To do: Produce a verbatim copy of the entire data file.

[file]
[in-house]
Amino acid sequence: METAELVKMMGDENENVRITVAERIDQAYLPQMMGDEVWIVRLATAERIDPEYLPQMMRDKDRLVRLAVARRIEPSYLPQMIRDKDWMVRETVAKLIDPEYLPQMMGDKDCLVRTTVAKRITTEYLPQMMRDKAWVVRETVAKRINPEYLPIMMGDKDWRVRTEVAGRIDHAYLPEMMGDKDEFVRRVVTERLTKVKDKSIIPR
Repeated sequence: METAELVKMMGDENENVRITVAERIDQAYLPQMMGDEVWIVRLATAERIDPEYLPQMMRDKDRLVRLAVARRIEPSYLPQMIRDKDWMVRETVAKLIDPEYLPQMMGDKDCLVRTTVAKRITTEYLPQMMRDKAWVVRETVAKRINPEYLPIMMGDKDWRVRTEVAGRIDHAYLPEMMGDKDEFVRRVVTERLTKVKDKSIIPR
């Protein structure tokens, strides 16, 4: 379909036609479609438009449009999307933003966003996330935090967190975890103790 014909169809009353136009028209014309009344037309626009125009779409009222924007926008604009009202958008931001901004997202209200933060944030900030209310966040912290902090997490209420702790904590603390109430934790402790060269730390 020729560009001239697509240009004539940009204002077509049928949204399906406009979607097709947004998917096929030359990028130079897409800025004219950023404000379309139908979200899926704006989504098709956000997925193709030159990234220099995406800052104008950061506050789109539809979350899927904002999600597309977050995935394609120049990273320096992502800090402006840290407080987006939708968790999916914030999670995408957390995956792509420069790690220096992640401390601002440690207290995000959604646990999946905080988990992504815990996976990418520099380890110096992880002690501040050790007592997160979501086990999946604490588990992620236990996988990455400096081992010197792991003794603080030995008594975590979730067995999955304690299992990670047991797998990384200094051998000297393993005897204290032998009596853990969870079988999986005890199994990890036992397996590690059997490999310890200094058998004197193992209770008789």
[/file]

[in-house]
Amino acid sequence: METAELVKMMGDENENVRITVAERIDQAYLPQMMGDEVWIVRLATAERIDPEYLPQMMRDKDRLVRLAVARRIEPSYLPQMIRDKDWMVRETVAKLIDPEYLPQMMGDKDCLVRTTVAKRITTEYLPQMMRDKAWVVRETVAKRINPEYLPIMMGDKDWRVRTEVAGRIDHAYLPEMMGDKDEFVRRVVTERLTKVKDKSIIPR
Repeated sequence: METAELVKMMGDENENVRITVAERIDQAYLPQMMGDEVWIVRLATAERIDPEYLPQMMRDKDRLVRLAVARRIEPSYLPQMIRDKDWMVRETVAKLIDPEYLPQMMGDKDCLVRTTVAKRITTEYLPQMMRDKAWVVRETVAKRINPEYLPIMMGDKDWRVRTEVAGRIDHAYLPEMMGDKDEFVRRVVTERLTKVKDKSIIPR
């Protein structure tokens, strides 16, 4: 379909036609479609438009449009999307933003966003996330935090967190975890103790 014909169809009353136009028209014309009344037309626009125009779409009222924007926008604009009202958008931001901004997202209200933060944030900030209310966040912290902090997490209420702790904590603390109430934790402790060269730390 020729560009001239697509240009004539940009204002077509049928949204399906406009979607097709947004998917096929030359990028130079897409800025004219950023404000379309139908979200899926704006989504098709956000997925193709030159990234220099995406800052104008950061506050789109539809979350899927904002999600597309977050995935394609120049990273320096992502800090402006840290407080987006939708968790999916914030999670995408957390995956792509420069790690220096992640401390601002440690207290995000959604646990999946905080988990992504815990996976990418520099380890110096992880002690501040050790007592997160979501086990999946604490588990992620236990996988990455400096081992010197792991003794603080030995008594975590979730067995999955304690299992990670047991797998990384200094051998000297393993005897204290032998009596853990969870079988999986005890199994990890036992397996590690059997490999310890200094058998004197193992209770008789």